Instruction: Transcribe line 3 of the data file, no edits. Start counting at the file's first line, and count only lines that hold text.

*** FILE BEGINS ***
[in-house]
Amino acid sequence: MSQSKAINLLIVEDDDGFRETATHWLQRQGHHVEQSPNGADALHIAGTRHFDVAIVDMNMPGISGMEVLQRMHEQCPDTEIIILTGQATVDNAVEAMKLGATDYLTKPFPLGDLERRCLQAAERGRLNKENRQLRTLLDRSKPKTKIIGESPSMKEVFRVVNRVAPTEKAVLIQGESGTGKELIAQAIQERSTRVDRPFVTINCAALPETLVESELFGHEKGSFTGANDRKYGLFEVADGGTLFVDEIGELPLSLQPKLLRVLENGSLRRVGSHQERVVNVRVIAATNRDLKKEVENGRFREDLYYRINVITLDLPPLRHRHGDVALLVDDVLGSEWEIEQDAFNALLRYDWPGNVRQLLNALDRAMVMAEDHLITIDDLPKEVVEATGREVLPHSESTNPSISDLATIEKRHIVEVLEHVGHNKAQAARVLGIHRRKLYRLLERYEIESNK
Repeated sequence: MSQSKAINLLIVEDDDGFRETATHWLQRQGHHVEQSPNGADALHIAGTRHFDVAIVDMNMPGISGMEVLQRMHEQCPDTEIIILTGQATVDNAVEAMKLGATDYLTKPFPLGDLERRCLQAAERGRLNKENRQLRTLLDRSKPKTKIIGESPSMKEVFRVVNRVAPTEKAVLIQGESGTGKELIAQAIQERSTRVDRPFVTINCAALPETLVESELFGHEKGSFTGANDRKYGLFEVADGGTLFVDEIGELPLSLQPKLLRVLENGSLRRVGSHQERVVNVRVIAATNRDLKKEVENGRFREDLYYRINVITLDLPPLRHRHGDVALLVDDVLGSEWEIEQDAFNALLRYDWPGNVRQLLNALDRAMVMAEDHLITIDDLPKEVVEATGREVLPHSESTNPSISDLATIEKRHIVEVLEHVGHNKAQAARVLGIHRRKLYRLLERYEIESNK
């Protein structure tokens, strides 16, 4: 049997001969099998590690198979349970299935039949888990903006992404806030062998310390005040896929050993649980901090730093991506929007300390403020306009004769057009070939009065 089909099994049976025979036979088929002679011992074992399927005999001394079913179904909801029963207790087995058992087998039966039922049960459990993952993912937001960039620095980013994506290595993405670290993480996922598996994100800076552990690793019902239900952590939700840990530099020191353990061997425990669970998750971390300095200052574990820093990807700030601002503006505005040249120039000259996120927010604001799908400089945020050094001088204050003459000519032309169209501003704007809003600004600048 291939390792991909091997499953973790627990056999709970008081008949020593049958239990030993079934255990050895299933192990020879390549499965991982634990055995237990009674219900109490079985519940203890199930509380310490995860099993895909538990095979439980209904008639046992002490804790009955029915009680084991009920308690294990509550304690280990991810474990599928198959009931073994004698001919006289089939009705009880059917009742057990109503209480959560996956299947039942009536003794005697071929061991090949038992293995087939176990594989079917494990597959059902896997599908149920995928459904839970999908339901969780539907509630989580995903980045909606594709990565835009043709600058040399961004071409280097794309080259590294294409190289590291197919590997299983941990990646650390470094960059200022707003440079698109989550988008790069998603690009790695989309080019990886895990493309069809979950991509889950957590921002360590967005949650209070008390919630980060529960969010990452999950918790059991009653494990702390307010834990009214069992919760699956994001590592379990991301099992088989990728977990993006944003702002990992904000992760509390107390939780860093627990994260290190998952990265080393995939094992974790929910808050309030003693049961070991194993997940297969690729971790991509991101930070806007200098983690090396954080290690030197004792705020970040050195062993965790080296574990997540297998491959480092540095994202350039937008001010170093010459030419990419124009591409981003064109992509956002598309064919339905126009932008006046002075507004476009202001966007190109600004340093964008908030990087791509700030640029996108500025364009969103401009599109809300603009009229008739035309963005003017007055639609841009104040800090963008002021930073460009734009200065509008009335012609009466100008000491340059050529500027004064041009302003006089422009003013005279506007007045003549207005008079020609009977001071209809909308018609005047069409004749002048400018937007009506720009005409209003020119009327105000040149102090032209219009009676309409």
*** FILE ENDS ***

Repeated sequence: MSQSKAINLLIVEDDDGFRETATHWLQRQGHHVEQSPNGADALHIAGTRHFDVAIVDMNMPGISGMEVLQRMHEQCPDTEIIILTGQATVDNAVEAMKLGATDYLTKPFPLGDLERRCLQAAERGRLNKENRQLRTLLDRSKPKTKIIGESPSMKEVFRVVNRVAPTEKAVLIQGESGTGKELIAQAIQERSTRVDRPFVTINCAALPETLVESELFGHEKGSFTGANDRKYGLFEVADGGTLFVDEIGELPLSLQPKLLRVLENGSLRRVGSHQERVVNVRVIAATNRDLKKEVENGRFREDLYYRINVITLDLPPLRHRHGDVALLVDDVLGSEWEIEQDAFNALLRYDWPGNVRQLLNALDRAMVMAEDHLITIDDLPKEVVEATGREVLPHSESTNPSISDLATIEKRHIVEVLEHVGHNKAQAARVLGIHRRKLYRLLERYEIESNK